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In dramatic turn of events, SA pulls out of 2027 Fifa Women’s World Cup bid

Minister of sport Zizi Kodwa and Safa's Danny Jordaan during the Banyana Banyana squad announcement for the FIFA World Cup in June.
Minister of sport Zizi Kodwa and Safa's Danny Jordaan during the Banyana Banyana squad announcement for the FIFA World Cup in June.
Image: Samuel Shivambu/BackpagePix

In a dramatic turn of events, the South African Football Association (Safa) has confirmed the country is withdrawing from the 2027 Fifa Women’s World Cup bid. 

In a late-night statement, Safa said it would consider bidding for the 2031 tournament when Fifa announces the call for countries to bid for that event. 

Safa explained the time frame for developing the 2027 Fifa Women’s World Cup bid has been challenging and that this does not diminish their commitment to women’s football. 

This move is possibly going to be met with disapproval, especially after Banyana Banyana made it to the quarterfinal stage of the World Cup in New Zealand but Safa gave assurances of their commitment to produce a strong South African women’s team for 2031 and a compelling bid for the same tournament. 

“Leading the South African bid for the 2027 Fifa Women’s World Cup has been a great honour and a privilege,” said Tumi Dlamini, chairperson of South Africa’s 2027 Fifa Women’s World Cup bid.

“Football remains one of the most unifying sports in the world and investing in women’s sports must continue to be a priority in South Africa. I am humbled to have played a small, though very short role in promoting women in sport.

“While I am saddened that South Africa has to pull out of the 2027 bid, I have no doubt we will come back with a strong and compelling bid for the 2031 Fifa Women’s World Cup.   

“South Africa’s efforts to invest in women’s sports will and must be a priority. We wish the rest of the bidding nations all of the best,” she concluded.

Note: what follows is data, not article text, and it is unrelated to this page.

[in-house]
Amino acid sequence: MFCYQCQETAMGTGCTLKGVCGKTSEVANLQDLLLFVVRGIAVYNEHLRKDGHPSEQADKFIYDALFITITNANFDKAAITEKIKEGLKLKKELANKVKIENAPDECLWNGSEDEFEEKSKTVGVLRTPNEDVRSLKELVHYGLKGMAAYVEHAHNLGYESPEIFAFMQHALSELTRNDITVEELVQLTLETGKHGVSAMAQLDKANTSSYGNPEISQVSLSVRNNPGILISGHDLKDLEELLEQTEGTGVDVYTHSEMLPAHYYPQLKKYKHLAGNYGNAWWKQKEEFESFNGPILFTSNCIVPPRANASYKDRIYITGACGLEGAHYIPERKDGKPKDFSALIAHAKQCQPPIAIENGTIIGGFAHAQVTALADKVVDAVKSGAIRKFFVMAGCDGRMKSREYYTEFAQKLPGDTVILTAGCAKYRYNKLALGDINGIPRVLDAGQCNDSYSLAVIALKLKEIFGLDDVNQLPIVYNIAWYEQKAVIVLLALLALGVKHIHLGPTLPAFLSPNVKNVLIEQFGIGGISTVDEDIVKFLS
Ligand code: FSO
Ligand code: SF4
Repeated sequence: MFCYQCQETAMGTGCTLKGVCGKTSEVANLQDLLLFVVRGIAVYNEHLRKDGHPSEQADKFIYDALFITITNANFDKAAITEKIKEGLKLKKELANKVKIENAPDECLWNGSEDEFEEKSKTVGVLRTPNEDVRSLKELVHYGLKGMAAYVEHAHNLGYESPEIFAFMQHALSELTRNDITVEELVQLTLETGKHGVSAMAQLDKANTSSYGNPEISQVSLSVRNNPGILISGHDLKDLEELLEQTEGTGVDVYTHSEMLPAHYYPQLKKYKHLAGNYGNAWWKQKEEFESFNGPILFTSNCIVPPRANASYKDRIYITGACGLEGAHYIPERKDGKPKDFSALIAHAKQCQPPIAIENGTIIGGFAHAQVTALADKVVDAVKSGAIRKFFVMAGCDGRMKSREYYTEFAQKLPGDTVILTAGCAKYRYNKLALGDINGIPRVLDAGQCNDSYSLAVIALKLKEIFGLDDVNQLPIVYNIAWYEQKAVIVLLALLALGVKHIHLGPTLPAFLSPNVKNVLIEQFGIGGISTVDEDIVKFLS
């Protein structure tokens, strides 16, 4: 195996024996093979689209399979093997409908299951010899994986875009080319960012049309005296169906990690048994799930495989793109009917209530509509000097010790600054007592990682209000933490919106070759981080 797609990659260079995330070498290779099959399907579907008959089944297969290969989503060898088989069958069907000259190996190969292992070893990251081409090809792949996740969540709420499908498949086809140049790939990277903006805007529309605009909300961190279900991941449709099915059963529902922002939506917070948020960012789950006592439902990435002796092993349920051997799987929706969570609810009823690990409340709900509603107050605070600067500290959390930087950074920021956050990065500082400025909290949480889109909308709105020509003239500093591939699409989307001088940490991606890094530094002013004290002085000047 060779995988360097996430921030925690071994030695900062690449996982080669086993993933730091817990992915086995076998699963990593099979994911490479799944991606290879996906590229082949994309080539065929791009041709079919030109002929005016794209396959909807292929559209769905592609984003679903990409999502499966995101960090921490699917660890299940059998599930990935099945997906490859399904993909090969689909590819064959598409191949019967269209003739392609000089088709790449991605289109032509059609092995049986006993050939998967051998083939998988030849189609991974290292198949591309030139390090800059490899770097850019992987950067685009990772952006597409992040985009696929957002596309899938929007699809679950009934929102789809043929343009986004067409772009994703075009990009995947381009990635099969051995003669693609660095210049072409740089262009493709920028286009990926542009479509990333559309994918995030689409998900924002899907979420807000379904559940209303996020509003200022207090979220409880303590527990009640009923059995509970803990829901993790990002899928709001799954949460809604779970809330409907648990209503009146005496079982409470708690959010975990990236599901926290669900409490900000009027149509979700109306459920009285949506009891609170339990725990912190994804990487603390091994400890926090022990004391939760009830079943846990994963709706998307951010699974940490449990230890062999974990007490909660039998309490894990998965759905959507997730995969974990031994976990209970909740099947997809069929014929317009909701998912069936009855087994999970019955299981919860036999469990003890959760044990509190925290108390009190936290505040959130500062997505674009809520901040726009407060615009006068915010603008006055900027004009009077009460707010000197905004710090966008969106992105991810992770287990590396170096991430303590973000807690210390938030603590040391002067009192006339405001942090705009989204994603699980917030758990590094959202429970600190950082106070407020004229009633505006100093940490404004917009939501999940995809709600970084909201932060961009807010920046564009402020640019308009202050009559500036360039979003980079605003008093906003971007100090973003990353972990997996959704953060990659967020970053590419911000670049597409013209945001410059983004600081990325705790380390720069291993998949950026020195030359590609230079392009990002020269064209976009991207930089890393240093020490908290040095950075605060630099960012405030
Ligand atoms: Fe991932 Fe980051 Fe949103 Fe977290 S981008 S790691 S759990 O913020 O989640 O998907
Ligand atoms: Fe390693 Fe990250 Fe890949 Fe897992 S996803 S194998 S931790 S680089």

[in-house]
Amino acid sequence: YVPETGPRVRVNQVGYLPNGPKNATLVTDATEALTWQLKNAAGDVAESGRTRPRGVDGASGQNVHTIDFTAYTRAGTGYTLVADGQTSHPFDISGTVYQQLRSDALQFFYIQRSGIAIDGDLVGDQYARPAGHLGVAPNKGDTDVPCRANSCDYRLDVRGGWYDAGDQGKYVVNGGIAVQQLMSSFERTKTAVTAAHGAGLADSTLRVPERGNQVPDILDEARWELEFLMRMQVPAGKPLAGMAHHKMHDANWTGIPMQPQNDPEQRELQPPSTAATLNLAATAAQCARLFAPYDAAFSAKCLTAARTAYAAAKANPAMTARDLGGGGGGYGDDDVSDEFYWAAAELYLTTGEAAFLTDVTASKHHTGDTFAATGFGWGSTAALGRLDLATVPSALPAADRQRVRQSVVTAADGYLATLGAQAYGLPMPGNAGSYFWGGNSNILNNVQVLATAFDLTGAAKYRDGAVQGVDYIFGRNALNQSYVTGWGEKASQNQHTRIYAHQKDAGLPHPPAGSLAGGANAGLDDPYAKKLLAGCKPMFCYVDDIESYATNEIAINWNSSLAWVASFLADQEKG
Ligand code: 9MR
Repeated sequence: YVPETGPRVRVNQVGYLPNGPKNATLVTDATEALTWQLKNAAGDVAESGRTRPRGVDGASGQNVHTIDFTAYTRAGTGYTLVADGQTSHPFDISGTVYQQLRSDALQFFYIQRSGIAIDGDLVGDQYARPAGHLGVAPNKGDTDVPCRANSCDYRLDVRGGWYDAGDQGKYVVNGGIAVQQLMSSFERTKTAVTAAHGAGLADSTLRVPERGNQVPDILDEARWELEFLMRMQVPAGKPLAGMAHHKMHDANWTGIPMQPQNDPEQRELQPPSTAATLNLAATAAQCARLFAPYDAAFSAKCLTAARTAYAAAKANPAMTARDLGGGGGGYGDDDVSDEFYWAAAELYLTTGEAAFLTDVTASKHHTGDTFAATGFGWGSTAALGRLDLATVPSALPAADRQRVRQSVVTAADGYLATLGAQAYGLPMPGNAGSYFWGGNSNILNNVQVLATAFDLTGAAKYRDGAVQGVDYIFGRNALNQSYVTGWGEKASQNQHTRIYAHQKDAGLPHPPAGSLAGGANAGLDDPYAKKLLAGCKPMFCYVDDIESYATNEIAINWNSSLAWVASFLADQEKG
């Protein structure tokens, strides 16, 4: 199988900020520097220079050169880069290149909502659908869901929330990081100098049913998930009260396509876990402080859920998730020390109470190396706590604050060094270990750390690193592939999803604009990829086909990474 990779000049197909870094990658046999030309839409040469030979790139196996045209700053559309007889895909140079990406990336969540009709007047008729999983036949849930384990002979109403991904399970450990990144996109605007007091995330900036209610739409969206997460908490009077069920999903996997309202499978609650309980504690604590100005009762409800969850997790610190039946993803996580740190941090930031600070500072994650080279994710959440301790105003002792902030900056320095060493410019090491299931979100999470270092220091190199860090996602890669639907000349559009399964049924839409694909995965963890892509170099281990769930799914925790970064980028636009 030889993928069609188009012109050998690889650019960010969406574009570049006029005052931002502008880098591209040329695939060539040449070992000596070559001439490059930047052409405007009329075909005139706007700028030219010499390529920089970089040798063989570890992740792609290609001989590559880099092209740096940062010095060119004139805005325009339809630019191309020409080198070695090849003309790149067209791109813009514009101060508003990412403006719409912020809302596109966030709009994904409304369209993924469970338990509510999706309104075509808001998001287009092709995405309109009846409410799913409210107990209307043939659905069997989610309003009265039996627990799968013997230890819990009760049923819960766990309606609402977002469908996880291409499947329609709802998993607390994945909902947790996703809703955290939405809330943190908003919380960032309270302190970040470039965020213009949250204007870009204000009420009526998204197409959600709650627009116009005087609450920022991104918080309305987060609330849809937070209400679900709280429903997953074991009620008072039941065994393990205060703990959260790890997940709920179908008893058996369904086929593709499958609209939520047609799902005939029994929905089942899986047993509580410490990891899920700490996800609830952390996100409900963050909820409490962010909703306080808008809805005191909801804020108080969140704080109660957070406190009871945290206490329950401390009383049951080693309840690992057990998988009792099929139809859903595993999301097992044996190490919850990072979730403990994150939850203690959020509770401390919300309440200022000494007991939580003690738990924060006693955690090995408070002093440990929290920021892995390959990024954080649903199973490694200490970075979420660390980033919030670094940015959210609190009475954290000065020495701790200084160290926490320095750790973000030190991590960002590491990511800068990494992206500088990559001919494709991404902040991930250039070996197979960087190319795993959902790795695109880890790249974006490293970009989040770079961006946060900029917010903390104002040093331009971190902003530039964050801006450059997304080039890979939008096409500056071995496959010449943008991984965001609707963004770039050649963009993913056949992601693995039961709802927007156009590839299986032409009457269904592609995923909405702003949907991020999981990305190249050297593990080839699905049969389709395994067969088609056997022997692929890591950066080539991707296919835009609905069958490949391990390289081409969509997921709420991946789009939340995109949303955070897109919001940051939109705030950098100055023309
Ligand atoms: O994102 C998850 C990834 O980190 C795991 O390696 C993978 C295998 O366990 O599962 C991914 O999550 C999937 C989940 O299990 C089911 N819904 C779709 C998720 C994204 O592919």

Safa CEO Lydia Monyepao expressed her disappointment. 

“It is quite unfortunate that we have to pull out of bidding for the 2027 Fifa Women’s World Cup, but after doing an assessment and consulting extensively, the decision had to be made.

“We felt that it was better to present a well-prepared bid for the 2031 Fifa Women’s World Cup and ensure we put our best foot forward, rather than producing a rushed presentation,” said Monyepao. 

“I am, of course, sad that we are bowing out of the exciting bidding process at this stage, but I feel that this is an opportunity to fully prepare ourselves for a robust 2031 bid.

Safa’s department of women’s football has a large task under way as we implement our new strategy,” said Safa’s head of women’s football Romaney Pinnock.

“This work focuses on growing the game locally for girls, developing a professional women’s league and creating an effective pathway for girls to become world class football players.

“Through this work we have the chance not only to prove our worth as a host country, but also ensure future generations are ready to perform on the global stage, and hopefully hold the 2031 Fifa Women’s World Cup trophy here on home ground.

“Hosting a tournament of this magnitude is not only about being ready as a nation, but also about nurturing the talent that can represent us on the field and make us proud of our crest, flag and country.” 


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